There are a lot of interesting memes out there, and this one is among the most thoughtful and lofty. So why on earth would darling Miss MommyPie think that I am up to the task? I am nothing if not a plebe. Still, I love to go on and on about myself . . . so here’s what I came up with.
1. List three books you’ve always meant to read, but haven’t gotten around to reading.
I'm kind of a Cat in the Hat person, so the pool of unread candidates I have to select from is breathtaking. The ones that stick out are Jane Austen's Pride and Prejudice, Siddhartha by Herman Hesse, and Henry David Thoreau's Walden. I have had the last two on my shelf for decades -- even took Siddhartha on a long plane trip. Nothing. Why? I'm shallow, lazy, and dim. Couldn't pull the trigger. Also, anything that comes highly recommended is likely to be a huge disappointment to me, which is mostly because of my own failings. I guess I just don't want to be that person, and slogging through such culturally cherished works would only solidify my standing as Dumbass #1.
2. Share the two books that changed your life.
Everything I read changes my life! Well, almost everything. Few things are as good as a well-written cereal box, but there are two that really stand up and shout, "Oooooh! Oooooh! Pick me! Pick me!" The first is Jane Eyre, but maybe not for the reasons that it's on most everyone else's list.
I was enjoying Jane Eyre. My grandmother had given me a boxed set of two Brontë sisters' books, the other being, of course, Wuthering Heights. Though my reading time in college was limited, I found the book compelling enough to get 2/3 through. And then my class schedule caught up with me, and the book, by necessity, was tabled for a while. For a few weeks. For the summer. Forever. It's not that I didn't like it, it's that I cannot go back to something I've tabled -- even my own writing. I've learned to get it out, get it all out, or I'll lose interest and it will be OVER before it's barely begun. Shallow? Of course. Know thyself. I do.
But my grandmother didn't. She would check in with me to find out how Jane Eyre was coming along. Stupidly, I told her. I may as well have admitted to burying Jimmy Hoffa in my back yard, because you can't believe the fuss she put up. "I just cannot imagine how you could put that book DOWN!" she'd snap. Laurie in her early 20s was all about placating Grandma and being honest while being positive. If I had it all to do over I'd lie through my teeth and say, "Well, I read half of it, but it kinda sucked, and now I want to start over and read it all the way through, annotating it in the margins exactly how and why it sucks." This would be a bold-faced lie, but it would have gotten her off my back. I did get my first insight into my grandmother's gifts that came with strings attached. Lesson learned the hard way.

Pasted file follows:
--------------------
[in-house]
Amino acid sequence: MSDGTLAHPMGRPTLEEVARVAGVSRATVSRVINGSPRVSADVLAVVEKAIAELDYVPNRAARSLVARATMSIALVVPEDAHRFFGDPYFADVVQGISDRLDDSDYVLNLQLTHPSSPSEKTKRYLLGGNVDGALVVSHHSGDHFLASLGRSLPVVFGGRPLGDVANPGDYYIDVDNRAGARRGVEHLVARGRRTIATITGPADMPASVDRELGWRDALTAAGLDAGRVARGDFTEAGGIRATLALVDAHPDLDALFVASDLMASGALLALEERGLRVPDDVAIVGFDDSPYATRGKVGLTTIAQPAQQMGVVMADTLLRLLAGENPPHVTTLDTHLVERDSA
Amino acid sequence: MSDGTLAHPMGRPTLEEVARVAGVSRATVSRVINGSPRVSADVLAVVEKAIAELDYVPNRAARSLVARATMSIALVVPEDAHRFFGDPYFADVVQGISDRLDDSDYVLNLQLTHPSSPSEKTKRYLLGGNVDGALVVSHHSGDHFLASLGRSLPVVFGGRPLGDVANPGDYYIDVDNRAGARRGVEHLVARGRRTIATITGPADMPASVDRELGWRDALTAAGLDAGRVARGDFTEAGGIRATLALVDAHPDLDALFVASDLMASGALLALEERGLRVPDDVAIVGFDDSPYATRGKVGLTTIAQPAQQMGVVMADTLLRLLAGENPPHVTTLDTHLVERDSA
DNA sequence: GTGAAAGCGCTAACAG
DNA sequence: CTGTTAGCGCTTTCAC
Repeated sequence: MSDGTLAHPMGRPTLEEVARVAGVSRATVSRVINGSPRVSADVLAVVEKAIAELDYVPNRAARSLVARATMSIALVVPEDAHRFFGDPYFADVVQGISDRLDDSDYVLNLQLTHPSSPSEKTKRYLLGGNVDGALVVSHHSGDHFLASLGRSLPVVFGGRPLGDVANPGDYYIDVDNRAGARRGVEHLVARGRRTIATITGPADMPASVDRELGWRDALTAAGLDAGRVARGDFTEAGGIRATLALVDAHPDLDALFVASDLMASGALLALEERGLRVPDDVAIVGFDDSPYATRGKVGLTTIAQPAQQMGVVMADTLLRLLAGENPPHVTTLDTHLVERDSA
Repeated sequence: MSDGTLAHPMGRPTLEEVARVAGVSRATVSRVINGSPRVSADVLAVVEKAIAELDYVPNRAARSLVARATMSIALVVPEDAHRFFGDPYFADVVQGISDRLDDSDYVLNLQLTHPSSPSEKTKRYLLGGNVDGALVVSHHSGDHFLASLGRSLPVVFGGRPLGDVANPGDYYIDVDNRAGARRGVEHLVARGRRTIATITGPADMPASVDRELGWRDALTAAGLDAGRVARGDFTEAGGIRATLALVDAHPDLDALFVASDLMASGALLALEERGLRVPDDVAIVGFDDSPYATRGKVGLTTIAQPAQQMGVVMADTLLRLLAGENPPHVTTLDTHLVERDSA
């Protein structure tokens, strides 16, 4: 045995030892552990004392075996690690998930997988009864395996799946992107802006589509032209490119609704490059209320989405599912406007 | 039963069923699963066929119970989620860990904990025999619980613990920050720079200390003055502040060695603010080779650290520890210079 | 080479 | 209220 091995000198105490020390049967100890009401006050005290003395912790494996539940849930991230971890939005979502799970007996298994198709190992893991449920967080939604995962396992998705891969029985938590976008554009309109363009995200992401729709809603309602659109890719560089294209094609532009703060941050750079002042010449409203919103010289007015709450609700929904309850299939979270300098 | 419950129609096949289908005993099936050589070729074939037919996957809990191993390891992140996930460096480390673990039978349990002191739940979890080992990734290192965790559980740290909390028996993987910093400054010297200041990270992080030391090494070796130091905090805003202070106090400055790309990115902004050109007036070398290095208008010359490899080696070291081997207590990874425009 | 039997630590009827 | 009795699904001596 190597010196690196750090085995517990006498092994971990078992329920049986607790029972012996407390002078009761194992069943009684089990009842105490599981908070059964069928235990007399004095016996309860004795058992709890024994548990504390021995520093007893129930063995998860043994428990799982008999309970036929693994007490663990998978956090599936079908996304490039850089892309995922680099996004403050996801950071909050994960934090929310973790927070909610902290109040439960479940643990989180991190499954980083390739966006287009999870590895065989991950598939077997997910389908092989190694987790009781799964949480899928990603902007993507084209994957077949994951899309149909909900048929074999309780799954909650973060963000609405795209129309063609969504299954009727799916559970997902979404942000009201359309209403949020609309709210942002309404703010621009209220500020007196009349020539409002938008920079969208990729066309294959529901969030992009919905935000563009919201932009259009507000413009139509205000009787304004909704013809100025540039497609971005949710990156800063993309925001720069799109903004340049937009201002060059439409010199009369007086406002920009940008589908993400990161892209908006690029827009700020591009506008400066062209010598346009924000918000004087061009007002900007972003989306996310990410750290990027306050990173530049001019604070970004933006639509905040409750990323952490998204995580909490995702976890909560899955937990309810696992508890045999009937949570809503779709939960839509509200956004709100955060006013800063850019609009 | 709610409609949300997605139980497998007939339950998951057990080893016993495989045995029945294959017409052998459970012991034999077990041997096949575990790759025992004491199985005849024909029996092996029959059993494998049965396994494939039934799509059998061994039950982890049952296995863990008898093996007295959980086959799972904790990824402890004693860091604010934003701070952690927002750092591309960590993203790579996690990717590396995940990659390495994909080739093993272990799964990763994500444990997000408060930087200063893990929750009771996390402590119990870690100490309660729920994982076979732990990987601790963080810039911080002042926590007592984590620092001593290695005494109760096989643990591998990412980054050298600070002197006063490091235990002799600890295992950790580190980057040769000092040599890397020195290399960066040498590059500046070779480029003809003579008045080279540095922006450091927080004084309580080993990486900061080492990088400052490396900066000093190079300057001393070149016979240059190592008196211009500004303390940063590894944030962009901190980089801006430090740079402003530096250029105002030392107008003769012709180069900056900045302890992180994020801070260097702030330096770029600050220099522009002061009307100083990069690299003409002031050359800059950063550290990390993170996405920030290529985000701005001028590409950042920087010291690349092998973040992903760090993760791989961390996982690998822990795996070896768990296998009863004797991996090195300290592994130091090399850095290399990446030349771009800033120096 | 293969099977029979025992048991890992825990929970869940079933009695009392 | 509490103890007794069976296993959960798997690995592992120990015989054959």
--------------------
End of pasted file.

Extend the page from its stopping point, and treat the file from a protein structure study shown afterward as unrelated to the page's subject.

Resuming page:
The other book that changed my life was John Steinbeck's The Grapes of Wrath. Because of his stark portrayal of a side of America that no one wanted to see? No. Because of Steinbeck's gift of painting a realistic and gritty portrait of his characters? No. It's because I couldn't wait to be done with the Joad family. Ugh. The whole lot of them. And what did the book teach me? That I will probably dislike whatever I'm supposed to like, and I take full responsibility. And that's okay. (As a comparison, I LOVED Of Mice And Men, To Kill a Mockingbird, and The Tortilla Curtain, and I HATED God's Little Acre.)
3. Recommend the one book you’ve been talking about since the very first day you’ve read it.
I'll give you two. The first one is the "grown-up" book: John Irving's The Water Method Man. While it is certainly outrageous and comedic, and not one of Irving's heralded works (it was one of his first novels, of which I've read almost all), there are many layers, and I always find something I had forgotten when I reread it. I can't count how many times I have read it. Boob loop!
The second is probably my favorite book of all time, even though it is a children's book: The Phantom Tollbooth by Norton Juster. This treasured book slyly employs nearly archaic expressions, often manifested as people or places (the Island of Conclusions; it's very easy to get there -- you just jump! -- but it's very difficult to get back); it is also generally wise, witty and charming. This book is the single best example of mastery of the double entendre that I can name. I can't wait for my daughters to be old enough to read it. And the illustrations by artist Jules Feiffer have the rare dual qualities of being both spare and lush.
I could fill a book listing all the great books I have not read and probably never will, now that my little obsession with reading and writing blogs has laid claim to my dance card. Some day I will pick up the habit again, but for now, I have so much to do right here, I just don't know when I'll have the time.